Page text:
Are your sales reps putting you out of business? This was the key question at a recent CEO roundtable that Kevin Hourigan, the president and CEO of Web design, Web development and Internet marketing agency Bayshore Solutions, participated in.
“What we uncovered was an eye-opening misunderstanding of the processes and support systems required to achieve sales expectations,” says Hourigan.
Smart Business spoke with Hourigan about how to use a straightforward sales funnel model to make sure your sales prospecting and marketing strategies (both online and offline) are helping you successfully reach your sales goals.
What is the sales funnel model?
The sales funnel is a graphical representation of the flow through your sales process from many general prospects in your target customer population narrowing to those that become your customers.
From the top of the funnel down, the general layers of narrowing phases are as follows:
? Targets. The prospects, suspects or online searchers that are in the market for your product or service.
? Leads. The people that have indicated interest or acknowledged a need for your product or service. Completing a quote request form on your website clearly defines a lead.
? Opportunities. The people that are qualified and to whom you will present a proposal.
? Sales. Your closed deals and customers.
Each business entity has unique conversion percentages for their funnel stages. Your historical sales data will show your specific rates. By way of example let’s use these: a conversion rate of 10 percent of targets who progress to leads, of which 25 percent qualify as an opportunity to receive a proposal, and of that 25 percent of these deals are won as sales.
How can you use this data to meet your sales goals?
Given these conversion rates, the key is to take your sales revenue goal and your real historical average sales deal amount and work back up the funnel stages to get a clear picture of how much you need to pour into the top to achieve your goals at the bottom. For a business-to-business firm example, if your annual sales target expectation per sales rep is $1 million, and your average deal size is $15,000, then you need to win six deals ($90K) each month to achieve that revenue. Applying the conversion rates back up the funnel, this translates into 24 proposals ($360K) per month and 96 leads per month with marketing and prospecting systems support to influence $160 million worth of prospects per salesperson.
How realistic are the results?
The math is straightforward, showing what volume of input is needed at given conversion rates to achieve a set goal amount. When companies take themselves through this exercise, the most common result is the realization of a critical weakness in their ability to fill the top of the funnel. It goes beyond simply setting a sales quota number and securing buy in to that number. If you can’t fill the needed prospects into the top, then you will never reach the goal at the bottom. It’s not that your salespeople are putting you out of business; it is a matter of having the correct companywide marketing and sales plan and processes in place to feed your funnel.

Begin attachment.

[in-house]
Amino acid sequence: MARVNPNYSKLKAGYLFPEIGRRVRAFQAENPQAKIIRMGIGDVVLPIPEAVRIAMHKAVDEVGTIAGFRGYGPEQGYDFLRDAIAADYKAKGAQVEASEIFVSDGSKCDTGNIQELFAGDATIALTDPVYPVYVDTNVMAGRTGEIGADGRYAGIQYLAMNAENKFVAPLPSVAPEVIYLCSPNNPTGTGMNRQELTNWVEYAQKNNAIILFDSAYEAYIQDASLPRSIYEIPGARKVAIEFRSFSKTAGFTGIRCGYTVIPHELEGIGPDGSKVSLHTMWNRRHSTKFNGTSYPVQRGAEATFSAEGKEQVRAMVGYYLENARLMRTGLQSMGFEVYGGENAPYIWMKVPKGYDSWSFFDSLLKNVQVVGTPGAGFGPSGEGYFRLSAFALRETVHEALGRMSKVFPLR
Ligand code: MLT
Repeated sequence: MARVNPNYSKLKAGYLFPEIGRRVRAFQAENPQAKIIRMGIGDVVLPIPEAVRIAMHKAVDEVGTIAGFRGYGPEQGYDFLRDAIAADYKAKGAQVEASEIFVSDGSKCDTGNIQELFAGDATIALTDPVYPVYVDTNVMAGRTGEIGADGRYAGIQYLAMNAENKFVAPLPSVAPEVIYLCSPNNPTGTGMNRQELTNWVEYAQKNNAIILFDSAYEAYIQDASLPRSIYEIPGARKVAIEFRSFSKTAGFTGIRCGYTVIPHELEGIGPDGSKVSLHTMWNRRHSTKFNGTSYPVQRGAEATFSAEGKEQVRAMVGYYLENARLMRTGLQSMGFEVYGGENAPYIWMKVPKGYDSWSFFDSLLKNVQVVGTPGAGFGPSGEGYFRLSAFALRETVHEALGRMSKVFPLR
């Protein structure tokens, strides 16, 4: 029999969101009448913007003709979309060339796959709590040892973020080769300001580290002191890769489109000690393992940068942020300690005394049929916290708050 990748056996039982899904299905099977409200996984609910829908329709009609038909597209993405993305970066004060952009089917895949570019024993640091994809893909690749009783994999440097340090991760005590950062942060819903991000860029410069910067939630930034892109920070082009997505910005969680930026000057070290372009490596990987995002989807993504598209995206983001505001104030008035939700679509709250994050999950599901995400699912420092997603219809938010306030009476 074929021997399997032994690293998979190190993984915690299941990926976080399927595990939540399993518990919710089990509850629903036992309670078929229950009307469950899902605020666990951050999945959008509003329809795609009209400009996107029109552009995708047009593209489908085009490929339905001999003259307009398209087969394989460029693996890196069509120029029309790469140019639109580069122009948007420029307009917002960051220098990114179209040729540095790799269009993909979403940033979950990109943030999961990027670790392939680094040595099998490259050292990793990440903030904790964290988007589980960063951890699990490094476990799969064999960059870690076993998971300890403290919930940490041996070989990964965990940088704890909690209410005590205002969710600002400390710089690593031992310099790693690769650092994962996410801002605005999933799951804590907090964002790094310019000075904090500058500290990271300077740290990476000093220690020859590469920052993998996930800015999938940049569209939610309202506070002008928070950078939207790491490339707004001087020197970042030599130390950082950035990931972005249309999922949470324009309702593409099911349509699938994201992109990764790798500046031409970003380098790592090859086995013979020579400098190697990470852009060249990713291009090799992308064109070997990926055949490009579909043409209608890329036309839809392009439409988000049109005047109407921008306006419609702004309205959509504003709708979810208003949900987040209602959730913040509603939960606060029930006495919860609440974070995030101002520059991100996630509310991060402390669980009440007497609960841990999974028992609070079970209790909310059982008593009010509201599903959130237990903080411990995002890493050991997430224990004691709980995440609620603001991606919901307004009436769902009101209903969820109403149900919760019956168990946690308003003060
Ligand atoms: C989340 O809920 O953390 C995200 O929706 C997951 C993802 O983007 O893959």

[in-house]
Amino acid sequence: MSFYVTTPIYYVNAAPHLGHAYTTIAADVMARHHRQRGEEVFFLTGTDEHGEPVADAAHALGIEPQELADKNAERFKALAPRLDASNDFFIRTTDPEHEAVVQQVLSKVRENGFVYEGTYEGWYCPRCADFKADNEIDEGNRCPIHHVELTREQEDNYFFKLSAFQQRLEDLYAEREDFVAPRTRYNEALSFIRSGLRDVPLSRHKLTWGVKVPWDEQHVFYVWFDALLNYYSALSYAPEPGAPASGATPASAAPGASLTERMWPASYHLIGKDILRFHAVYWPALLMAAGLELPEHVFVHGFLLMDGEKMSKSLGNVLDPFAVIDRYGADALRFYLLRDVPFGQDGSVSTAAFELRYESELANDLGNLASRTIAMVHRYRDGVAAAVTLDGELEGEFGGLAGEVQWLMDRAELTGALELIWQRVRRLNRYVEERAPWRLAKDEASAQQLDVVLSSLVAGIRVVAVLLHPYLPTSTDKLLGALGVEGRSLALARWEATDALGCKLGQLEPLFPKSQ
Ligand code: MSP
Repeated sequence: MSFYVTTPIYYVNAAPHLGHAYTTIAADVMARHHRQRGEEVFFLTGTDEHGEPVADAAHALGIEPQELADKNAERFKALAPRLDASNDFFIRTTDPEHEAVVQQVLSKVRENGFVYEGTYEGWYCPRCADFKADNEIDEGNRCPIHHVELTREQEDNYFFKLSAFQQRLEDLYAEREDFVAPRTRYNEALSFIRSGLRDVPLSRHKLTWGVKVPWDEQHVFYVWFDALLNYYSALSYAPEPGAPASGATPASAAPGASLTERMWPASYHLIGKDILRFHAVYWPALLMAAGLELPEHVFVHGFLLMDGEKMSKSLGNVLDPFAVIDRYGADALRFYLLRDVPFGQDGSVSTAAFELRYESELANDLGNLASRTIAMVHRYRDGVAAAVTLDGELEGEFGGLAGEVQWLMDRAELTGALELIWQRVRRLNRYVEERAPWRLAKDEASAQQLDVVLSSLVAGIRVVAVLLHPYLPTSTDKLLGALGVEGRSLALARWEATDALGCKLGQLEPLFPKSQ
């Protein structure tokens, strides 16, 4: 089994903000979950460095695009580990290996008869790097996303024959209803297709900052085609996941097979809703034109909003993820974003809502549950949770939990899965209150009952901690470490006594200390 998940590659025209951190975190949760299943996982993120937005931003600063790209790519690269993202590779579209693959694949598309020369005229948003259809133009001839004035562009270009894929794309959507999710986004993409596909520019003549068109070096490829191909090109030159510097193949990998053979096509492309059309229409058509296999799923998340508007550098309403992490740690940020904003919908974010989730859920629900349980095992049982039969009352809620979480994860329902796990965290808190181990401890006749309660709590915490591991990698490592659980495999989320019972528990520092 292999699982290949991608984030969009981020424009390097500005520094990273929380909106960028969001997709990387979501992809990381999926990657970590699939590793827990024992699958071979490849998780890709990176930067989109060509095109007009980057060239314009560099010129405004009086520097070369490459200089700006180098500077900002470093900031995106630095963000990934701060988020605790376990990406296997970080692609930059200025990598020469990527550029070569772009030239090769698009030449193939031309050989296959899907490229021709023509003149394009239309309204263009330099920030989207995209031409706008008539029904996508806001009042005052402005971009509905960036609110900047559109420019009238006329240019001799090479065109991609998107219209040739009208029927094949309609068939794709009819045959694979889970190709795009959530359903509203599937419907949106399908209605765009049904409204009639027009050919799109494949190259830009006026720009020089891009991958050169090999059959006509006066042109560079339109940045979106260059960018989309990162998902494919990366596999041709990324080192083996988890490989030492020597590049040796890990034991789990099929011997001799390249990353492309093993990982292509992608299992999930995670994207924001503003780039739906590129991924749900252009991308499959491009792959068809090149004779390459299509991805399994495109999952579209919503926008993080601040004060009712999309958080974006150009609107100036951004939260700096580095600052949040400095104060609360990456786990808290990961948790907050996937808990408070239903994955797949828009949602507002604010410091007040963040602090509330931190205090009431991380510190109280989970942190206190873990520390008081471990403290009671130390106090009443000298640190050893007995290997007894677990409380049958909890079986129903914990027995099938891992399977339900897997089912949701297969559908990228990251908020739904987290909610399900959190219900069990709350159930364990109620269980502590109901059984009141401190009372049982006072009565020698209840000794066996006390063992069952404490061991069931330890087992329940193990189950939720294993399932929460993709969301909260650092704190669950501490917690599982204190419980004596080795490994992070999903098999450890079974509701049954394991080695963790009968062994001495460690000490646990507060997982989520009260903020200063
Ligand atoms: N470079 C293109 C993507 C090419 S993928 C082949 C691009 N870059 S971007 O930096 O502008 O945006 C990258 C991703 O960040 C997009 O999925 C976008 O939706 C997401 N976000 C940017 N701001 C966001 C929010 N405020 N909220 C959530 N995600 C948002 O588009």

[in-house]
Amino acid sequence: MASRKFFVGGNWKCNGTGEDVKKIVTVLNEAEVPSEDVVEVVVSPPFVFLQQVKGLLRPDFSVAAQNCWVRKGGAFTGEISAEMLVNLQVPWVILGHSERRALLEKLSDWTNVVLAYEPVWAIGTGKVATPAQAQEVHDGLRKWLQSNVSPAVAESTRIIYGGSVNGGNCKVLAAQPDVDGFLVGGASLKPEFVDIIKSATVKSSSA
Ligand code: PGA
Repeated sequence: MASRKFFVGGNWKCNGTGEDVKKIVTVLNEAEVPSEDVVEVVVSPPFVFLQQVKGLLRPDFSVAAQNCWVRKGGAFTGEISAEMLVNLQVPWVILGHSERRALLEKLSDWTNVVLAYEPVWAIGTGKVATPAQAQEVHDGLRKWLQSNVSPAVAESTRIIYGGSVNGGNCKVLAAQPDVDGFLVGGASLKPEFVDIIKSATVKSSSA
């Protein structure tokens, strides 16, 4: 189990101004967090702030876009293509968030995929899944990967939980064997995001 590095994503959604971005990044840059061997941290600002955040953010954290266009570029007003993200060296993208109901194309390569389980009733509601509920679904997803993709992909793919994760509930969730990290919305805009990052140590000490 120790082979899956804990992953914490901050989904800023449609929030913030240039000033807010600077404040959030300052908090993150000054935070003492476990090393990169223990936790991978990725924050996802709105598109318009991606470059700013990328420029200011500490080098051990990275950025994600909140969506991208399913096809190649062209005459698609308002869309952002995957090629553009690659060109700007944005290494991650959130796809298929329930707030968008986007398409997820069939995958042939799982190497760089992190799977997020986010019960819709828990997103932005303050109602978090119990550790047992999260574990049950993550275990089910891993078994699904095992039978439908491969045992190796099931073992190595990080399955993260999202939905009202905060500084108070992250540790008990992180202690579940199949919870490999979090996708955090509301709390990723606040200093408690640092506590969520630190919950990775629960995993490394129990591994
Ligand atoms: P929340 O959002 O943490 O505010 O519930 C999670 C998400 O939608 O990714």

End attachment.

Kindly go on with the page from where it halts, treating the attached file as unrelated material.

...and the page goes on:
How do you make it work?
Determining who (marketing staff and sales reps) is responsible for generating top of the funnel leads from which sources (Web marketing, events, referrals, networking, prospecting) is the first step. Next, develop what amount of leads and conversion percentages will be used as scorecard metrics to manage activities for success. Then, assess who is doing what blocking and tackling in generating these leads and maturing them down the funnel. Are the people, processes, tools and metrics aligned and in place to generate the quantity and quality of leads needed?
With this alignment in place, you can also work on influencing the funnel dynamics to more efficiently lead to your goal. Items that can change the math results quickly are conversion rates and the average sale size.
For example, if you could increase the average deal size to $21K and your sales conversion rate to 39 percent you would have much less to fill at the top of the funnel. Changing just these two factors revises the math to require four deals won monthly, 11 proposals presented monthly and 44 viable leads generated monthly, which achieves (and exceeds) the annual goal revenue at $1,008.000.
Weekly tracking of the marketing and sales details attached to leads generated, conversion to opportunities, and proposals to won deals is key. This will help you analyze the tactics that are working best, what types of leads to prioritize time and effort on, and what sources and influences are your best cost per lead investments. Knowing how changes in the funnel factors affect the outcome will also guide adjustments in strategy and help you manage to the metrics that add up to successfully reaching your sales goals.
For a snapshot of Bayshore Solutions’ Web marketing methodology, visit www.BayshoreSolutions.com/method.
Kevin Hourigan is the president and CEO of Bayshore Solutions. Reach him at (877) 535-4578 or www.BayshoreSolutions.com.